Categories Articles & Interviews

Hilary Swank, ‘Conviction’ are aiming for bull’s-eye

Sandra Bullock won an Academy Award for “The Blind Side,” taking on the true story of a woman who wouldn’t give up on a young man who was a prisoner of the streets.

This year, two-time Oscar winner Hilary Swank tells another true story; that of Betty Anne Waters, who devotes her life to freeing her brother, a man she believes has been falsely convicted of murder. At the Toronto International Film Festival, the Oscar buzz was everywhere for “Conviction,” which Swank addressed right away.

“You don’t have any control over (awards), so you just do your work,” she said. “Clint (Eastwood) told me something that I never forget. He said that he always aims for the bull’s-eye but doesn’t always hit it; meaning that you just make the best movie that you can but you have to understand that it might not wind up the way you hoped.

“When you have a movie like this where the script is so good, it’s hard to miss. Pamela Gray wrote this great story, but it’s based on something that’s so moving. Betty Anne is an astonishing person who is my true-life hero. In this case, we just tried to get out of the way and not mess it up.”

Q: What’s the trick to telling a story like this, to which a lot of people know the ending from following it in the news?

A: With this movie, for people who do know, it’s such a dramatic story with lots of interesting twists and turns that guide you to the ending you know. But also, a lot of people don’t know, so the challenge is like a dual-edged sword. Like “Million Dollar Baby,” no one said what happened in the end. It’s important to allow an audience to let the story unfold in front of them.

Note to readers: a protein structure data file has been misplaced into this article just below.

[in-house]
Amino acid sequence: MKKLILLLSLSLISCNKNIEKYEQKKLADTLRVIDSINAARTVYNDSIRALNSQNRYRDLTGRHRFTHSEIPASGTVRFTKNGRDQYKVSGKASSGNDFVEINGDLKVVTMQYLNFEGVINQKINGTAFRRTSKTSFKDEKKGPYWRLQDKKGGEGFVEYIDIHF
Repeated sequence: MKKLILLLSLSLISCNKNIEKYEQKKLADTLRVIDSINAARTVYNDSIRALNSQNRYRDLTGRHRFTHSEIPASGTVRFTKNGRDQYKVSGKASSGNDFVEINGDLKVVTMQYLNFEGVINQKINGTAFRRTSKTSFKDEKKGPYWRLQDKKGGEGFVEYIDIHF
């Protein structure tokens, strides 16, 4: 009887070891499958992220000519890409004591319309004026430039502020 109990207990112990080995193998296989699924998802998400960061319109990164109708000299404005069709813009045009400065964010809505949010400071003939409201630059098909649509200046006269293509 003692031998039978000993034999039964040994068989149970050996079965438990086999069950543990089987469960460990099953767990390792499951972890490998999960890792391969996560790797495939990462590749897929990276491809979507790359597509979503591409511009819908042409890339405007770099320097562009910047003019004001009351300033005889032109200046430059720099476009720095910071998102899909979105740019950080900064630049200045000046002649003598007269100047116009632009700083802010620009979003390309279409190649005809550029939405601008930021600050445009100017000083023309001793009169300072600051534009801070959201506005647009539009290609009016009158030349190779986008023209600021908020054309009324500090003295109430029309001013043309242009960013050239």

Q: What does it mean to have your movie featured at a film festival like this?

A: I haven’t been here for 10 years, since “Boys Don’t Cry.” The Toronto may be my favorite, actually. What’s great about seeing films here is that you get a bunch of people who just love movies. When you see films in industry towns like Los Angeles or New York, you get people who are leaving their offices, still in their suits; eating popcorn for dinner and who don’t want to be there. They hate it. They see a lot of movies. Here in Toronto, they love movies. They’re passionate filmgoers. Our film was shown in a great old theater with an audience that was involved and vocal at key moments. It was great.